Theft Or Genius?

The Arts

It’s late and I’ve worked fourteen hours straight so I’m losing complicated thoughts, but I was pondering on copies and versions of creative works this evening, in the light of the lovely Pogo mixes posted elsewhere here, which sample tracks from films.

One thing that strikes me as odd is that, if you write a new version of an old story you’ll be accused of plagiarism, whereas if you reimagine an old song, everyone heralds you as a genius.

There’s a short story by another writer that I’d love to rework, because the original was of its time (the sixties) and dated now, and could be translated into something for this generation. But I daren’t do it, because it would be regarded as stealing. It’s a shame, because unlikely songs which often passed unnoticed at the time of their first appearance are frequently rediscovered and transformed.

Here are a couple of versions of ‘Willow’s Song’,,,

9 comments on “Theft Or Genius?”

  1. What about Will Self’s cover version of Dorian Grey?

  2. Alan Morgan says:

    Understood entirely, but the two are not the same – the one does not relate in this way to the other. Music covers are not new, folk reels go back a long way and rebel songs might update but the tunes and themes are often constant. People still sit in pubs and jam. People learn to play the guitar by learning a given song. When drunk we may sing together, often and much to the chagrin of our more stiffly-buttoned chums. Mozart is not only played by Mozart. This is not the case with the written word, and where are the oral story tellers now*? Even if there are literary jams then it is commonly what one has composed rather than reading aloud the words of another. Also for commercial music covers isn’t the writer benefitting also?

    Respectfully, I doubt you’d be entirely happier with this new best-seller that’s being hailed as a work of original genius – ‘Benson & Hedges’. A pair of elderly detectives that bicker over cases such as the Seventy-Six Clocks and the Water Closet. The plots are almost the same as yours, but the solutions remove all that mystic-genre-London stuff, they have twenty-four hours to save Helen Mirren, and it rains a lot. I know it’s a sore nerve since you went to court over it but lost because Bryant & May weren’t proper literary fiction so didn’t count. Really now, you shouldn’t have been so mean about Kate Mosse.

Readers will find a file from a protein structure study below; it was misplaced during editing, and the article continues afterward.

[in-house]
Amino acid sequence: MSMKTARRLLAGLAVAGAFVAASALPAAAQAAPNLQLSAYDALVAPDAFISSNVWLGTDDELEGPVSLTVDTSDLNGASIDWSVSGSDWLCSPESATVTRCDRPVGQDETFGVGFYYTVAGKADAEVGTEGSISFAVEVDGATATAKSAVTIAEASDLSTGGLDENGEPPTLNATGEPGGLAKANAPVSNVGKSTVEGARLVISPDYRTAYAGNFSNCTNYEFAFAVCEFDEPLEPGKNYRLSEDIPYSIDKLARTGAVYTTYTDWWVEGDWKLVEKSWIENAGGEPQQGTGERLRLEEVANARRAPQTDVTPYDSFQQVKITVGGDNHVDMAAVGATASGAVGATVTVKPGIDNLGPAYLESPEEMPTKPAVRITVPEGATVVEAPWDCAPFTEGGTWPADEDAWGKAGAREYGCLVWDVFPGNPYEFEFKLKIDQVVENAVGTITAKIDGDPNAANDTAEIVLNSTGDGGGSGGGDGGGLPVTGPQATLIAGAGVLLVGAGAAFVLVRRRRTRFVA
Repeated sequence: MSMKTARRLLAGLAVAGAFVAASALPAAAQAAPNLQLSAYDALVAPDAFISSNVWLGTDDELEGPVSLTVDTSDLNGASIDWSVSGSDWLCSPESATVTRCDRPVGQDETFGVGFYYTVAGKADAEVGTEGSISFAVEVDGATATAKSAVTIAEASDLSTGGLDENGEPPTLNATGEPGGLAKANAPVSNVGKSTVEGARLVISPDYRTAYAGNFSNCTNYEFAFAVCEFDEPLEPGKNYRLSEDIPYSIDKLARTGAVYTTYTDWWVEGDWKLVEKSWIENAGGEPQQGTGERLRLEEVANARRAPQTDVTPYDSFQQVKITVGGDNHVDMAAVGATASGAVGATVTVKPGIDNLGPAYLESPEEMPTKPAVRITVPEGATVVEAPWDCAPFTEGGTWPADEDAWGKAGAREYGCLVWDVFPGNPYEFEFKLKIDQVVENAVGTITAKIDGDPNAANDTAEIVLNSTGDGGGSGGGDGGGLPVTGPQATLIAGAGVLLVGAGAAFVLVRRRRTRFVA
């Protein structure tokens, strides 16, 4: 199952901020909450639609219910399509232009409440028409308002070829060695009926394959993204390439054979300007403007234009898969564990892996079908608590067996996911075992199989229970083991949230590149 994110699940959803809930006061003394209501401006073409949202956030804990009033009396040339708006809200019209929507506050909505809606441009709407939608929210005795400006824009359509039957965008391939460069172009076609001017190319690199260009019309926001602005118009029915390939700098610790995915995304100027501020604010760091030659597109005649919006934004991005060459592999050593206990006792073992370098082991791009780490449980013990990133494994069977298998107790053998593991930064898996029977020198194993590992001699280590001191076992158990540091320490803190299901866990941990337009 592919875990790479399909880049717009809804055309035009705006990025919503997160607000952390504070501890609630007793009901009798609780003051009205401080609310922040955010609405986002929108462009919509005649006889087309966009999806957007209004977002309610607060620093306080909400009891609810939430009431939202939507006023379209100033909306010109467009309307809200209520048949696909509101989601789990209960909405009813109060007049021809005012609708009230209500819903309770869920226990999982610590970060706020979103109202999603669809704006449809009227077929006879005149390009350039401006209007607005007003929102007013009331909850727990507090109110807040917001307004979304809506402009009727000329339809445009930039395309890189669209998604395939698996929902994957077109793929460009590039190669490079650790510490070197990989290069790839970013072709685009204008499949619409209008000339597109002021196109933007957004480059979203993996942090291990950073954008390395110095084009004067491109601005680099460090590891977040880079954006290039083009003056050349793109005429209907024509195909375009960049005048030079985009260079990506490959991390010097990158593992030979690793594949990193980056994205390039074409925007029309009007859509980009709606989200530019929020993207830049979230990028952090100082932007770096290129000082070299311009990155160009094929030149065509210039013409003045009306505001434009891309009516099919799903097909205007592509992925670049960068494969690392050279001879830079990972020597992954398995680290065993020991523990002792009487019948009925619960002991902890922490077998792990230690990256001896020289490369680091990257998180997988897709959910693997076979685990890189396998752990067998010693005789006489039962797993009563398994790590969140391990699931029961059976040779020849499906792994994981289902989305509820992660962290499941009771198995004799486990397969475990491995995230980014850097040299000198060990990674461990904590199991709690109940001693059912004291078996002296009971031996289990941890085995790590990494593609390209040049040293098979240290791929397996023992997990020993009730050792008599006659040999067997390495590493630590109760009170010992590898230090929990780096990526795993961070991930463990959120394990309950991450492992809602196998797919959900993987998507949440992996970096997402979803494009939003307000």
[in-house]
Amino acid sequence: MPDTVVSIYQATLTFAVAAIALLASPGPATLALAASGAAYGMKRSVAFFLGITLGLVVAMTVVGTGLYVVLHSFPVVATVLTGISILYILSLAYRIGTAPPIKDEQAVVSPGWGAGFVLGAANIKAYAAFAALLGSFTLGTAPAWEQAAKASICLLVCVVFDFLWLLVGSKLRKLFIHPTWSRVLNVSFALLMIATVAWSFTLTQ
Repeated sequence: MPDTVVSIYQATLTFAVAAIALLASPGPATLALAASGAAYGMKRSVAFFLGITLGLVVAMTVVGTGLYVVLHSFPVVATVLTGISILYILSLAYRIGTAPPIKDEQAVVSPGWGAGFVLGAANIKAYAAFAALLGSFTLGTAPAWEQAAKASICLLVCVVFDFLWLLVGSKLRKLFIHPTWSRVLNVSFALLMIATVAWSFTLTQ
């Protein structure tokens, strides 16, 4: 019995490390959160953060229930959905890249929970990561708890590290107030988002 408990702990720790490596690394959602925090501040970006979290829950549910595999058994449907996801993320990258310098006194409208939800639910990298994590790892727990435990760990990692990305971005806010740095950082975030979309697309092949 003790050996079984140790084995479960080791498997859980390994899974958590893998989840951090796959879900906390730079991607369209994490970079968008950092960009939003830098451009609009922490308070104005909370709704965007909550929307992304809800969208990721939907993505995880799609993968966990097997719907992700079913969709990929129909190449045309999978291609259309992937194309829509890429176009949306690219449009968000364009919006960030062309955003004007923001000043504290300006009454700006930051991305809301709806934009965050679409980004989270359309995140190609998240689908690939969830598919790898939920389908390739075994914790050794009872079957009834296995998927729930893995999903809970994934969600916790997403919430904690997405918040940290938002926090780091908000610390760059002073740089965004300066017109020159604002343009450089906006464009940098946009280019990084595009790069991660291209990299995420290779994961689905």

Joke, of course.

    *There are, they’re called role-players.

  3. Clare says:

    I have to disagree with Alan above me, I think people do still tell stories, anecdotes frequently become so far from what happened as to be a work of fiction!

    Neither do I think that it is entirely true that ‘cover versions’ of books don’t exist. They are more in the manner of film ‘covers’ – jumping on the bandwagon of a suddenly popular genre or specific work purely for profit seems to be big business.

    I can think of many books that would deserve a reworking for modern audiences, perhaps it’s not common purely because it’s far more time consuming to rework a novel than a 3 minute song.

  4. porl says:

    my favourite Willow’s Song cover is the Sneaker Pimps’ “How Do”

  5. Helen Martin says:

    Perhaps the problem is trying to rework stories that were created only a short while ago. The ’60s are within easy memory – go for the twenties or the 1860’s, although “It was the best of times”, etc. is probably not on. All writers are story tellers.
    There is a story telling festival in Victoria this weekend with special sessions for kids and evening ones for adults.

  6. I.A.M. says:

    [wonders to himself if pointing out that while “(t)he ’60s are within easy memory” they were nearly a half-century or more ago, or if discretion is the wise course of action?]

    I learned from that second video that “Willow’s Song” was written originally for the film and wasn’t a folk tune at all! Fancy that!

  7. Helen Martin says:

    The sixties are within easy memory of mature adults and their offspring who were raised in the echo of that decade. I was born in ’42 and my childhood was spent to the tune of the music and stories of the twenties and thirties. Hmm, perhaps you should try for the 1800’s for things to update, Chris.

  8. Anne Fernie says:

    That Doves version is a nice one to listen to on this lovely Equinox eve’ – might have to forego the bonfire on the mean streets of Manchester but feel the love one and all………..

  9. Mike Carrington says:

    When Stephen King apologises to Guy de Montpassent, you should worry about reworking ideas! If I were the author of the story you mention I would be pleased to see it reworked and would take it as a compliment that someone wanted to. Surely best just to rework it and credit the source?

    Excellent versions of Willow’s Song!

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